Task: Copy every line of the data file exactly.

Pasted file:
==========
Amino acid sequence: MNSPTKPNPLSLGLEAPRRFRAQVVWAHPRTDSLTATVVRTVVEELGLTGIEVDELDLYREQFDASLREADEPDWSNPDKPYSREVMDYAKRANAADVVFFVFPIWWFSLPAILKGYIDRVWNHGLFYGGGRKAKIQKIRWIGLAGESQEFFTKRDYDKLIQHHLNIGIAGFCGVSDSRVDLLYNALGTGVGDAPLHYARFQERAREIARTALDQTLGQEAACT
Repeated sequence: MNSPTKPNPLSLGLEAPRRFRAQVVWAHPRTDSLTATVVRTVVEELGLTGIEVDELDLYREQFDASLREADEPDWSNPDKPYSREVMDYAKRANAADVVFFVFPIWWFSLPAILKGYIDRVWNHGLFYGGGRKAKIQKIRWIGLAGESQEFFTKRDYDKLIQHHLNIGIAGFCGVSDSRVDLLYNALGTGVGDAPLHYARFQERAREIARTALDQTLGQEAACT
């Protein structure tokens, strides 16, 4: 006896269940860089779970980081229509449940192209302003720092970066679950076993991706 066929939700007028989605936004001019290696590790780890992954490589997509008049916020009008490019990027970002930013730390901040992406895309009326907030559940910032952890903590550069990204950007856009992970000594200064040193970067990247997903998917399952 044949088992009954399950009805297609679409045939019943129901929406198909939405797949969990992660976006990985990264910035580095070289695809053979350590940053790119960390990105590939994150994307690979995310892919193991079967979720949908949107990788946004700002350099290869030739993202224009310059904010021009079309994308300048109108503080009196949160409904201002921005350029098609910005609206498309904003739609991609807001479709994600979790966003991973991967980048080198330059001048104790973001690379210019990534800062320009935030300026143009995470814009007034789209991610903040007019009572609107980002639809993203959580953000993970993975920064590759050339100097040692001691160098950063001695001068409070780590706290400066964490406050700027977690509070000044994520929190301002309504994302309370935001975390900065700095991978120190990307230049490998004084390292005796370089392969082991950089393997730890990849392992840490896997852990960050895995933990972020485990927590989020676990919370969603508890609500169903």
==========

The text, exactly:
Amino acid sequence: MNSPTKPNPLSLGLEAPRRFRAQVVWAHPRTDSLTATVVRTVVEELGLTGIEVDELDLYREQFDASLREADEPDWSNPDKPYSREVMDYAKRANAADVVFFVFPIWWFSLPAILKGYIDRVWNHGLFYGGGRKAKIQKIRWIGLAGESQEFFTKRDYDKLIQHHLNIGIAGFCGVSDSRVDLLYNALGTGVGDAPLHYARFQERAREIARTALDQTLGQEAACT
Repeated sequence: MNSPTKPNPLSLGLEAPRRFRAQVVWAHPRTDSLTATVVRTVVEELGLTGIEVDELDLYREQFDASLREADEPDWSNPDKPYSREVMDYAKRANAADVVFFVFPIWWFSLPAILKGYIDRVWNHGLFYGGGRKAKIQKIRWIGLAGESQEFFTKRDYDKLIQHHLNIGIAGFCGVSDSRVDLLYNALGTGVGDAPLHYARFQERAREIARTALDQTLGQEAACT
């Protein structure tokens, strides 16, 4: 006896269940860089779970980081229509449940192209302003720092970066679950076993991706 066929939700007028989605936004001019290696590790780890992954490589997509008049916020009008490019990027970002930013730390901040992406895309009326907030559940910032952890903590550069990204950007856009992970000594200064040193970067990247997903998917399952 044949088992009954399950009805297609679409045939019943129901929406198909939405797949969990992660976006990985990264910035580095070289695809053979350590940053790119960390990105590939994150994307690979995310892919193991079967979720949908949107990788946004700002350099290869030739993202224009310059904010021009079309994308300048109108503080009196949160409904201002921005350029098609910005609206498309904003739609991609807001479709994600979790966003991973991967980048080198330059001048104790973001690379210019990534800062320009935030300026143009995470814009007034789209991610903040007019009572609107980002639809993203959580953000993970993975920064590759050339100097040692001691160098950063001695001068409070780590706290400066964490406050700027977690509070000044994520929190301002309504994302309370935001975390900065700095991978120190990307230049490998004084390292005796370089392969082991950089393997730890990849392992840490896997852990960050895995933990972020485990927590989020676990919370969603508890609500169903």